She turned to leave, but one last pokemon seemed to poof into existence before she could. A shudder ran up her spine, one she knew wasn't from the wind brushing against her tail. Before her in mind was another Raichu. Her tail was much smaller and sharper, and the fur around its body interspersed with singular silver hairs was a much lighter shade of orange. She looked away, unable to avoid the black eyes piercing into her soul.

"I-I...I know that you always said we should do everything to help other pokemon, b-but I don't want to end up like...like he did, I'm too weak."

Not in body, but perhaps in spirit. Regardless, the choice was no longer hers. Gurgled cries forced her attention back to the water. It was difficult to tell in the dark conditions, but silhouetted against starlight, was an outline. One hand seemed to be flailing through the air, other holding on for dear life to an old life vest thrown into the water for reasons unknown. Arceus knew what pokemon would be hard-headed enough to battle waves at such a time of day. Her eyes narrowed, able to judge three colors that lined the unknown being's scales as she dove in to provide assistance.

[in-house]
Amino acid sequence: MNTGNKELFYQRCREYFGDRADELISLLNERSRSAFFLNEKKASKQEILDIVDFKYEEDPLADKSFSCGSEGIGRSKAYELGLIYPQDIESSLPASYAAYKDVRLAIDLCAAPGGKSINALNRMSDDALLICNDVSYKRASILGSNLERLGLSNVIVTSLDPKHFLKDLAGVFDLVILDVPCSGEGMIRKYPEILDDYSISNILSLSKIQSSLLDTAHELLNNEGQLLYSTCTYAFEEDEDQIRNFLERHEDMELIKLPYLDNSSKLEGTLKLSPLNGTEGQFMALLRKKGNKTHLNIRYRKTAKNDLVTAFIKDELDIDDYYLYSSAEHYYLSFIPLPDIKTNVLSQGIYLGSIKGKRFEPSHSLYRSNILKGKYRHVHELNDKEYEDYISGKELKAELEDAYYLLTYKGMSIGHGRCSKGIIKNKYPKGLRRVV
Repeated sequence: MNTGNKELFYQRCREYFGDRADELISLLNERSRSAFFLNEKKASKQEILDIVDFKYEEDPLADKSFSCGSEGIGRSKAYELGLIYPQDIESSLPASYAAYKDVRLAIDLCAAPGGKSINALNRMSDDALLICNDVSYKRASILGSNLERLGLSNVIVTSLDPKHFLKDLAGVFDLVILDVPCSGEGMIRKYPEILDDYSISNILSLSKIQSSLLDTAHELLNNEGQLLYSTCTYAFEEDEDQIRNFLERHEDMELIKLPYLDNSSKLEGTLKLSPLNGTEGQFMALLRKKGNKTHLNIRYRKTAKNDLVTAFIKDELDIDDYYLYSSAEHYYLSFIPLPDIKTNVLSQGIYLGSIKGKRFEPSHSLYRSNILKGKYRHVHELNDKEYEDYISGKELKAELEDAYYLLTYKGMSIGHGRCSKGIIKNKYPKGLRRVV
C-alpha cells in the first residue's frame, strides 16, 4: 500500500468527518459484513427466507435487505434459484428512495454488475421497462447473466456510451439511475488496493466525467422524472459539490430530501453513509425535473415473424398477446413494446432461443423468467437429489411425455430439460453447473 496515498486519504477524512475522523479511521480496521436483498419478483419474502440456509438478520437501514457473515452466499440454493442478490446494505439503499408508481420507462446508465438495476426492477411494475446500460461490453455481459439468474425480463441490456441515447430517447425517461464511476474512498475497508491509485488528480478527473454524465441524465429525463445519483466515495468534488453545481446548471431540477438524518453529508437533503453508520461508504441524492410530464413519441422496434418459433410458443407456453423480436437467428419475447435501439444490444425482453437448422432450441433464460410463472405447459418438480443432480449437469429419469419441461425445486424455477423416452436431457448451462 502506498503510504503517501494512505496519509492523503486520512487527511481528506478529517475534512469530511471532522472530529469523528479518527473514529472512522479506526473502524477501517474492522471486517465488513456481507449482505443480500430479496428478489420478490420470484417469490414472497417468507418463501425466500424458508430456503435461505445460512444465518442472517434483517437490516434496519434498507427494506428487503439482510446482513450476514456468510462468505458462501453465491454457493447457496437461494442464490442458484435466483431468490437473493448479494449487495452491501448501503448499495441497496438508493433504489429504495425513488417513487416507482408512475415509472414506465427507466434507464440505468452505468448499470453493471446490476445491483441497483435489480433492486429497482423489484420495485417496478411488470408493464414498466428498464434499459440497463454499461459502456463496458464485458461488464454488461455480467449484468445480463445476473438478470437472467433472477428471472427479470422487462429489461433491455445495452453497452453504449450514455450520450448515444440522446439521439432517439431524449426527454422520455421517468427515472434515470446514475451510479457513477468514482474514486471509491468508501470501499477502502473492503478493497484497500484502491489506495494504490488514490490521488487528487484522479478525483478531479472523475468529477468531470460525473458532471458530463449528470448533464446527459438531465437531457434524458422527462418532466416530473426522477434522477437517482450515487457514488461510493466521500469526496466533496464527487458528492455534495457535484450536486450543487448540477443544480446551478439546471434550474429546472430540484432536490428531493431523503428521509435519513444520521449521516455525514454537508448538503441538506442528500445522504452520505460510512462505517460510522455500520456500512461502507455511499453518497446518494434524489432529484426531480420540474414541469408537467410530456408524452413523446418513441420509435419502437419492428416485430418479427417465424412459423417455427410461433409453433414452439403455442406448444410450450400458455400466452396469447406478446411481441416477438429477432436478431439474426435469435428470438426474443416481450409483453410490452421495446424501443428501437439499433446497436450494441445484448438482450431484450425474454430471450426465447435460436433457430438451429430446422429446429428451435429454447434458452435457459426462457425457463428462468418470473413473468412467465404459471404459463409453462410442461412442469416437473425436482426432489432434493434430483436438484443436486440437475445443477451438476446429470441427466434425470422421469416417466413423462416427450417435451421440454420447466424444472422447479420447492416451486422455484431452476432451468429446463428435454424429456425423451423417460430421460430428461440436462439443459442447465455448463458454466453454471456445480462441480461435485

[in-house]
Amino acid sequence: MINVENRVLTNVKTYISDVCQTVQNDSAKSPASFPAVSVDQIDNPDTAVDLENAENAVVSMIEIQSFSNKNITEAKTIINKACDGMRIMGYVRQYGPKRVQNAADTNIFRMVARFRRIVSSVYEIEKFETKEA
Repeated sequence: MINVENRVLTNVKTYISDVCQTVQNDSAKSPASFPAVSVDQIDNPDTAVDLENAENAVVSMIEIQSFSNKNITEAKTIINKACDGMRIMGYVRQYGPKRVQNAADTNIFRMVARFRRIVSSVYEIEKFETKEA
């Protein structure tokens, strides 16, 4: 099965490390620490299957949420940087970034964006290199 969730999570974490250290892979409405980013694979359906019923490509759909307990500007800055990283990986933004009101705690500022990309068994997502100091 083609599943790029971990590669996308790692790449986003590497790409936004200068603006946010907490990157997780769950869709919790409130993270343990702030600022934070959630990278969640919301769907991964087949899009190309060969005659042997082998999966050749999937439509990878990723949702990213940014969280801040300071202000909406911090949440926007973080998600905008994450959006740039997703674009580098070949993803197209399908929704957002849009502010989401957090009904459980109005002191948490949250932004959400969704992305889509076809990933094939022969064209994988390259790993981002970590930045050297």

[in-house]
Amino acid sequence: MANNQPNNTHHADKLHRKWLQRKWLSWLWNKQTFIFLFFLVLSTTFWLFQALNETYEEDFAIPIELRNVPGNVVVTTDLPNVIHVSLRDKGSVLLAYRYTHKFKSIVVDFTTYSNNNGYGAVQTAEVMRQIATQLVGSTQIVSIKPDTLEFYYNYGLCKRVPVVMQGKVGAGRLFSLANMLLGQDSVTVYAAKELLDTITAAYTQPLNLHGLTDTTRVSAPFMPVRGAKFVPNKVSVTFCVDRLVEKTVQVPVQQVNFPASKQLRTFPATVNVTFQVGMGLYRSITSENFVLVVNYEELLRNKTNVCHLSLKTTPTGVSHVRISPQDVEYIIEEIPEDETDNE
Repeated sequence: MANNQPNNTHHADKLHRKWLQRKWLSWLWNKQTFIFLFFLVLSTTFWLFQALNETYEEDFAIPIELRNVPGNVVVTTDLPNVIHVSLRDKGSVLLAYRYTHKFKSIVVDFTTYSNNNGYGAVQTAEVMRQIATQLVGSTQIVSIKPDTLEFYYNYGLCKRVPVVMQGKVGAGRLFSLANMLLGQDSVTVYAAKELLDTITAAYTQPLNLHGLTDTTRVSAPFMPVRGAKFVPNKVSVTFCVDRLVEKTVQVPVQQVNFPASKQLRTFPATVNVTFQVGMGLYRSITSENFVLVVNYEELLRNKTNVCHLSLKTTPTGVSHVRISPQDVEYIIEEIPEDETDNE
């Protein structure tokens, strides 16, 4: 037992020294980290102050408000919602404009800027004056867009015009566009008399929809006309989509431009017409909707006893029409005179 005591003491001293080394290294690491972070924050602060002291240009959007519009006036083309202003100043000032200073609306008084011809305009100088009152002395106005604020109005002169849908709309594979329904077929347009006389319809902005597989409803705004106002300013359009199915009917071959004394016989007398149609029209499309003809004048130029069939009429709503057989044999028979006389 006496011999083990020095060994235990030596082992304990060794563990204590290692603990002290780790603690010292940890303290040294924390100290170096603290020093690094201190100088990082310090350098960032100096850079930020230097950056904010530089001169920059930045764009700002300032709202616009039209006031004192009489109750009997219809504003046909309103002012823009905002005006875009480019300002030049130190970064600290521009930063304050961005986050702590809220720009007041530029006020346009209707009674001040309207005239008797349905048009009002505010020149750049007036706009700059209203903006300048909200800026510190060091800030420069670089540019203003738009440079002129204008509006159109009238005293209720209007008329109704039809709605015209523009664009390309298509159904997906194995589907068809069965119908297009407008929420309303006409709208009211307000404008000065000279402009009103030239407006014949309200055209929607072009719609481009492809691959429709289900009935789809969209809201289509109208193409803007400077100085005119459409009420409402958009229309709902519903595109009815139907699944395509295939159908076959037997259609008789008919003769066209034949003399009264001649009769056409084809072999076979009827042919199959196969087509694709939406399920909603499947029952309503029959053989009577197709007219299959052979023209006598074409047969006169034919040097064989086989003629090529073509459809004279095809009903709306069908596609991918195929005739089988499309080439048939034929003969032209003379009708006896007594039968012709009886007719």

Blue, grey, and yellow.